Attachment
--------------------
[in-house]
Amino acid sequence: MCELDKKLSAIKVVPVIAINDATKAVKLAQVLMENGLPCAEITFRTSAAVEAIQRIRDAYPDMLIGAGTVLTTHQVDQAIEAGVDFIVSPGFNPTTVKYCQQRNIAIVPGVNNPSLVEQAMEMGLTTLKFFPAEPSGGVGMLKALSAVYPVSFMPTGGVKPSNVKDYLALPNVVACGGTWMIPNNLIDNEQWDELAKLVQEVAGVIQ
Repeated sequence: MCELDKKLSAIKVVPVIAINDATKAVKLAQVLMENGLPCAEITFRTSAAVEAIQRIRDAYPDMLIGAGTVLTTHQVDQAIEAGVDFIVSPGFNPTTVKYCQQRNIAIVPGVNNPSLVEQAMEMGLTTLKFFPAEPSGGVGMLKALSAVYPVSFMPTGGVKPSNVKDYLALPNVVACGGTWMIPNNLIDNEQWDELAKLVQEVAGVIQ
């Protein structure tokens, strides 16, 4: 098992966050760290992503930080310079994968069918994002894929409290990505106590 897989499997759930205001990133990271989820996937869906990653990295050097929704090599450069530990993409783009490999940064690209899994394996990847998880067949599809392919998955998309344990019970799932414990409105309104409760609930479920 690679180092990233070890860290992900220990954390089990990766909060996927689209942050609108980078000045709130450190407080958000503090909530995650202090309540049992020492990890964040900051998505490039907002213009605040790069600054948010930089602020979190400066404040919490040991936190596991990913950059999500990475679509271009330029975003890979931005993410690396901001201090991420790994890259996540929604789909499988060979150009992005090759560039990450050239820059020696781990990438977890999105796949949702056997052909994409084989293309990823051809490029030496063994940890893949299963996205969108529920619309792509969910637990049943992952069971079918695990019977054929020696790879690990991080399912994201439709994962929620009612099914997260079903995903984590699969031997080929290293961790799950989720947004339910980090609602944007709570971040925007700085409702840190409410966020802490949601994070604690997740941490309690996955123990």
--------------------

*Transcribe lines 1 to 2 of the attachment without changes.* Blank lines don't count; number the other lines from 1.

[in-house]
Amino acid sequence: MCELDKKLSAIKVVPVIAINDATKAVKLAQVLMENGLPCAEITFRTSAAVEAIQRIRDAYPDMLIGAGTVLTTHQVDQAIEAGVDFIVSPGFNPTTVKYCQQRNIAIVPGVNNPSLVEQAMEMGLTTLKFFPAEPSGGVGMLKALSAVYPVSFMPTGGVKPSNVKDYLALPNVVACGGTWMIPNNLIDNEQWDELAKLVQEVAGVIQ